Cleaning up a stiff polyurethane foam applicator gun

Polyurethane foam is essential in modern construction and repairs: you can find it filling up cracks in the walls, insulating windows and doors, and even underneath your favourite hot tub. A special applicator gun allows to spray polyurethane foam evenly and efficiently.
But what to do if the foam cured inside the applicator gun, and it doesn’t work anymore?

First, a foam gun, like a real gun, should be serviced and clean at all times. Of course, even a stiff foam gun can be cleaned, but this takes time, which could be used on getting the job done. So try to keep your tools fully operational to save your time.
First, do not press on the applicator trigger without a container attached. That will depressurize the insides of the tool, and the air coming in will solidify the foam inside.
Second, do not keep foam inside the applicator for more than two weeks. It means, at least once in 14 days, push the gun trigger for a moment. This will renew the foam inside the gun, and it can be kept for a couple of weeks more.
Third, if you don’t plan to use the foam applicator for a prolonged period of time, get a foam cleaner canister. It is usually smaller than a foam container, and costs a little bit less. Replace the foam container with the cleaner container, and push the trigger until the remaining foam leaves the gun. Now, wait for ten minutes, and push the trigger for a couple of seconds more. The gun is clean now. You may detach the container. However, you may as well keep it attached to the gun, it won’t hurt the applicator.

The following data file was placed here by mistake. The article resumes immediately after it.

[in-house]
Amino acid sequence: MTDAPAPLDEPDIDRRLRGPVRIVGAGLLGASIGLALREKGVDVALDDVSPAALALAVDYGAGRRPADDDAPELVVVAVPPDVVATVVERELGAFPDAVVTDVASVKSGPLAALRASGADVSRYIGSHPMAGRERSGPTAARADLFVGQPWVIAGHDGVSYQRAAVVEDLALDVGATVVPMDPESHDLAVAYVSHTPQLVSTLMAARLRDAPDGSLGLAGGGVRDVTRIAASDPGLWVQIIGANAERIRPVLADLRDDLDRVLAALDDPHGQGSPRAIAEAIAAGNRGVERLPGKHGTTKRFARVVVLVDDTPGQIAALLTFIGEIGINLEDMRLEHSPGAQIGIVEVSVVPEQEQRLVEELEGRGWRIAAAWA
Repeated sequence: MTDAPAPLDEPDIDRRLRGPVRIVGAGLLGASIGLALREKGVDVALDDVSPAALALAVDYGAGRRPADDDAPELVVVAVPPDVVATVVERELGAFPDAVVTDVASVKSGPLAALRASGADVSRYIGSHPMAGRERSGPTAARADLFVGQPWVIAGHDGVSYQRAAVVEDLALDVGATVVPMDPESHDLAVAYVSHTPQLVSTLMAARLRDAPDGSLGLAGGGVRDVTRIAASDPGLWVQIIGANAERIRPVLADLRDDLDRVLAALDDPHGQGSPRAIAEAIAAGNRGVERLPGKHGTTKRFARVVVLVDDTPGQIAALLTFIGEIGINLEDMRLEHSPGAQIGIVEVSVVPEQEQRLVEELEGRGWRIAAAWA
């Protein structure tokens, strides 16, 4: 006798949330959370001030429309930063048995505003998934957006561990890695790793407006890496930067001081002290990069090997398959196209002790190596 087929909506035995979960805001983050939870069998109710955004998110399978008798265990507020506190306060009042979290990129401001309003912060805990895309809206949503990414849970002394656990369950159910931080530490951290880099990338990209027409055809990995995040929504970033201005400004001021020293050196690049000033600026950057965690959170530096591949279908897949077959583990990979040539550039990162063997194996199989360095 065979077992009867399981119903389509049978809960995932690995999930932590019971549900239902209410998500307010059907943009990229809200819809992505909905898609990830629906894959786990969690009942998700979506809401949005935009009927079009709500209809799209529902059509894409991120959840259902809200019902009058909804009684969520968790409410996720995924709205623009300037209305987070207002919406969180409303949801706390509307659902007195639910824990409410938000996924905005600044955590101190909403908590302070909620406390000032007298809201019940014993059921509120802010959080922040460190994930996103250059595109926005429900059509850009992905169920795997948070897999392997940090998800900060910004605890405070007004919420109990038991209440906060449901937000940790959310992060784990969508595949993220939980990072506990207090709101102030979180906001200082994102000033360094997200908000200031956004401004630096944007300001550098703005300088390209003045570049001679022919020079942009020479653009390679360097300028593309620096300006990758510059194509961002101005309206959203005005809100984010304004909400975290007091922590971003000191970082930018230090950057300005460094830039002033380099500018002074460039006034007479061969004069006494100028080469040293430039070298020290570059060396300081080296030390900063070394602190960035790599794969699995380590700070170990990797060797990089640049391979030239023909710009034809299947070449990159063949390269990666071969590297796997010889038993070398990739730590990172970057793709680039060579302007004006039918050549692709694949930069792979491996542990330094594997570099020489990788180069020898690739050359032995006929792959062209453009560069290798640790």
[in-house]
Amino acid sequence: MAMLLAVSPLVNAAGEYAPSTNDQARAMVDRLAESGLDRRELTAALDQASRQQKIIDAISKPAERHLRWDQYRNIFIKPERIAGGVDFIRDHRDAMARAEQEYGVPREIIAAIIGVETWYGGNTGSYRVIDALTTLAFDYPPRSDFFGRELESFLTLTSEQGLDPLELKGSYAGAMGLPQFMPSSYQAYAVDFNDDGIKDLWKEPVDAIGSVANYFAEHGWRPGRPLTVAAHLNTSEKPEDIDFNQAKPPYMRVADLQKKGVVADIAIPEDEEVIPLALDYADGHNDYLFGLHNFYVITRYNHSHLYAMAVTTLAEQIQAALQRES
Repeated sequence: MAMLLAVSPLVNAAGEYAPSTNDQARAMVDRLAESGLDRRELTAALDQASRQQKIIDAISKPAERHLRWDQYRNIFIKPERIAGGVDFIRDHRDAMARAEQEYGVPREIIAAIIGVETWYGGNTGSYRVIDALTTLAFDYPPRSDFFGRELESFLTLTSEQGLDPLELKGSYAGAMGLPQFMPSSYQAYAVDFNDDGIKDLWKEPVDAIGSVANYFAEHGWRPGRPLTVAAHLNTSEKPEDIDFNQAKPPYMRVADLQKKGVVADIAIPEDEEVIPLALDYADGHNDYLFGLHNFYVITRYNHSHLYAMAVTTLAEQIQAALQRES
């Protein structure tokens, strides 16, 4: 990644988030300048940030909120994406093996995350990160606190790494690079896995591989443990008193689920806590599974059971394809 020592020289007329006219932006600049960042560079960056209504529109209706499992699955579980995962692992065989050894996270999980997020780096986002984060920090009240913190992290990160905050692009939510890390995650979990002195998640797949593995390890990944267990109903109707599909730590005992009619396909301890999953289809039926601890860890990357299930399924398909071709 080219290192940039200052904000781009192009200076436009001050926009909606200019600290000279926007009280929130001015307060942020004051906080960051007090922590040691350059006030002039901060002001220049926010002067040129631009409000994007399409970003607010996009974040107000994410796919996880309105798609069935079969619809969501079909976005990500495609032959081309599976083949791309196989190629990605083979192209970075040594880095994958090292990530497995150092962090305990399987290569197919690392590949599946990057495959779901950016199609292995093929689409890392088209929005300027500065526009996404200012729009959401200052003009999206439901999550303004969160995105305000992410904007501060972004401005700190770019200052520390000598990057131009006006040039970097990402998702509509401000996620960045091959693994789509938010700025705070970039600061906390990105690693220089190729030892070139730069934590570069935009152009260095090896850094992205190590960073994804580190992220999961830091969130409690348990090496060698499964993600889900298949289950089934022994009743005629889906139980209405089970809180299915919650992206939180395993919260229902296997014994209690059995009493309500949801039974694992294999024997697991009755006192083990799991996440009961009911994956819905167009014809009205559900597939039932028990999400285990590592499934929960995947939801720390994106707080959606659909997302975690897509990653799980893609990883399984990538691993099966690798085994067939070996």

These simple rules will help you keep your foam applicator gun at arms all the time.
If you still have a gun with cured foam stuck in it, it will require more thorough cleansing.

If you can’t pull the trigger, do not apply force! The applicator base is made of very fragile plastic or metal, and is not designed to withstand much stress!

First, cut off the remaining foam from the tip of the gun with a blade. Try not to scratch the center part. Now, apply a drop of nail enamel remover (or any similar solvent).

Next, point the gun to the floor and apply a drop of solvent to the metal rod before the trigger. Warning! If solvent gets to the threads of the flow regulator, it will glue the regulator to the gun forever making it unusable! So if you spilled some onto the regulator, unscrew it completely, wash away the solvent and apply a drop of oil. Try not to lose the ball and spring inside in the process.

Pull and release the trigger a little bit, cutting off all the dissolved foam that comes out of the shaft. Repeat until the trigger is moving freely.

Try to cleanse it with the cleaning canister. If nothing happens, the main valve must be cleaned.
Apply a drop of solvent to the little ball in the canister attachment, then screw in the cleaning canister, wait for ten minutes and try to cleanse the gun. If nothing happens, you have to remove the canister connector.

The easiest way to do it is inserting a screwdriver between the crown, and using it as a lever. Hold the gun underneath the connector in the process, overwise you may break the handle.

When unscrewed, clean out all the foam with nail enamel remover inside the gun and from the back side of the connector.

Now, use a wooden stick (a sushi stick will do perfectly) to push the ball from the outside. Apply solvent and push until the valve ball is freely moving. Do not use metal tools! They may scratch or break the ball, making the applicator unusable.

Reassemble the gun, put on the cleansing canister and clean up the gun. Now, screw in a polyurethane foam canister and try to use the gun. Some foam may come out of gun’s joints, but don’t worry. The foam will seal up the connections, and the insides of the applicator will be washed up by the cleansing can, which you should be using regularly from now on.

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